Timing the Bottom

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By Ian Slater | April 17th, 2020
 
Today’s blog is a very simple study of the lifetime of six apartments’ ownership in New York City, chosen sort of at random. 
 
I am opening this conversation because I am having seemingly endless conversations on if “now is the right time to buy,” or how far the market will drop, where the bottom will be, where the distress will be, etc. The real estate market is not the stock market, and will not experience a sell off and then 20%+ recovery within the course of days. It is a much slower-moving beast!
 
Let’s not forget: real estate is, over time, if purchased correctly, one of the best investments that you can make (particularly in a land-strapped area like Manhattan) because it is a form of forced savings, it is relatively stable, it is a hard asset, and it has historically tended to appreciate over cycles. 
 
So I am looking at three apartments that were bought at the PEAK of the market (read: bubble) before the 2008 crash-- from around later 2005 to 2007-- and resold when the market was again booming around 2014/2015ish.
 
And then, three apartments that were purchased at the “BOTTOM” in 2009/2010 and resold at the same time. What’s my point? How marked of a difference is there in result as to when you bought in? Let’s compare!
 
Three case studies of those who bought at the “peak” and sold at the “peak:” 
 
Case study 1: Sky Lofts #11B, bought in February 2007 for $5.7M, sold in January 2014 for $10,000,000 (renovated during)!--75% return
 
Case study 2: 210 Lafayette Street #6D, bought in November 2005 for $1.731M, sold in May 2016 for $2,675,000!-- 54% return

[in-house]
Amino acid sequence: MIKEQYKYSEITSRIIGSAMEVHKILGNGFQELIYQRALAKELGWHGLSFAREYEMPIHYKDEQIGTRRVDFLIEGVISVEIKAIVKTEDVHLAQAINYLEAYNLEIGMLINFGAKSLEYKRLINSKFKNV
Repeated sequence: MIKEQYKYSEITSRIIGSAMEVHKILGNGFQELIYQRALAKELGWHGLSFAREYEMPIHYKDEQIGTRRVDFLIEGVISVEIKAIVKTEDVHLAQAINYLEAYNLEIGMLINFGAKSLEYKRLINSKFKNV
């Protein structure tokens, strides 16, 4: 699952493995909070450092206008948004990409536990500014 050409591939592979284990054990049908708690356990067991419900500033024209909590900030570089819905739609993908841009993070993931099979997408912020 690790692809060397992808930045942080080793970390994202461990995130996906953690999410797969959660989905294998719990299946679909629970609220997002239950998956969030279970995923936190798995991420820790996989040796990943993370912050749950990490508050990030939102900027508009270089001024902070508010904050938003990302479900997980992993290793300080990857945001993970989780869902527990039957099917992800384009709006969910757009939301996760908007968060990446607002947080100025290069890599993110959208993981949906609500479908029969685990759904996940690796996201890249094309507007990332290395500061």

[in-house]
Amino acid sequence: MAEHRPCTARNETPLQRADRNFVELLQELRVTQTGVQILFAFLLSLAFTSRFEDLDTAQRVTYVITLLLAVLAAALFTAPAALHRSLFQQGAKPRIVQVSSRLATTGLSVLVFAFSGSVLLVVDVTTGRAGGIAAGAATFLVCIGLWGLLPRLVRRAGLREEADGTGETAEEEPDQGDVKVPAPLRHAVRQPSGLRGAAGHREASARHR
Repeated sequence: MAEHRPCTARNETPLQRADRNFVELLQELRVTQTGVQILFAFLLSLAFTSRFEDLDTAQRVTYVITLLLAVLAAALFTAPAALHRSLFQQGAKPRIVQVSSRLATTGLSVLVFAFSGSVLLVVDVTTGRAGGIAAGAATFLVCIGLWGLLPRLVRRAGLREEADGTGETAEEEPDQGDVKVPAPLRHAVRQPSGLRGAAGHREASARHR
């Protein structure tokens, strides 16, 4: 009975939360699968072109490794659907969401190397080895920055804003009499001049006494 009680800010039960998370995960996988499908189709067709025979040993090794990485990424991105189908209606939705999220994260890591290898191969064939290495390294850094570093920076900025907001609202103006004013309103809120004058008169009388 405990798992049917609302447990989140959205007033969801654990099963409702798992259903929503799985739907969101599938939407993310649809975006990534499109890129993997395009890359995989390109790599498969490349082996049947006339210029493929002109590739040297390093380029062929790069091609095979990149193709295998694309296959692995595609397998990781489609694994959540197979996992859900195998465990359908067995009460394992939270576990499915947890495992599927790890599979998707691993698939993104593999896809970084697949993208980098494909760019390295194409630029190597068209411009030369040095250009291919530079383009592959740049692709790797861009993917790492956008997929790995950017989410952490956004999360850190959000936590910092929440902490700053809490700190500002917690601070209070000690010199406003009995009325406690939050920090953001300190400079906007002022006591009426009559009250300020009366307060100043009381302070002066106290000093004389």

Case study 3: 66 Ninth Avenue #8W , sold in June 2006 for $1.298M; sold in March 2017 for $3.175M!-- 144% return
 
And three case studies of those who bought at the “trough” and sold at the “peak:”
 
Case study 4: 40 Mercer Street #4, purchased in September 2009 for $3,812,500, sold May 2014 for $4,925,000--29% return
 
Case study 5: 60 Greene St. #4, purchased in July 2009 for $4.75M and sold in 2013 for $6.797M--43% return
 
Case study 6: 122 Greenwich Avenue #7, purchased in January 2010 for $2.494M, sold in June 2014 for $3.1M-- 24% return
 
I genuinely did choose these apartments at random and only ran a search based on when they were purchased vs. when they were sold. Of course, there are a bazillion flaws in this quick research and it can’t be relied on whatsoever on a real micro level, but from a macro level it is interesting to look at: for these specific apartments, the returns were higher for those who bought at both peaks (and therefore held for longer) than those who got deals in the Great Recession and sold around similar times. 
 
What does this mean? With everyone trying to guess the bottom, and pontificate about the future markets, let’s realize several things:
 
  • Nobody will be able to time the market and nobody has a crystal ball.
  • But, it is highly likely that for a period, deals will be better than they have been in recent memory.
  • Real estate is about a lot more than timing (although that is one of the most important aspects to it): it is about location, view, decor, emotion, competition, and a bit of dumb luck. Some of these things you can control; some of them you cannot.
  • Expecting to “buy at the bottom” and “sell at the top” is rare, and if you look back, those who got into the market in good buildings and were wise about reading the timing of selling properly, actually won out. 



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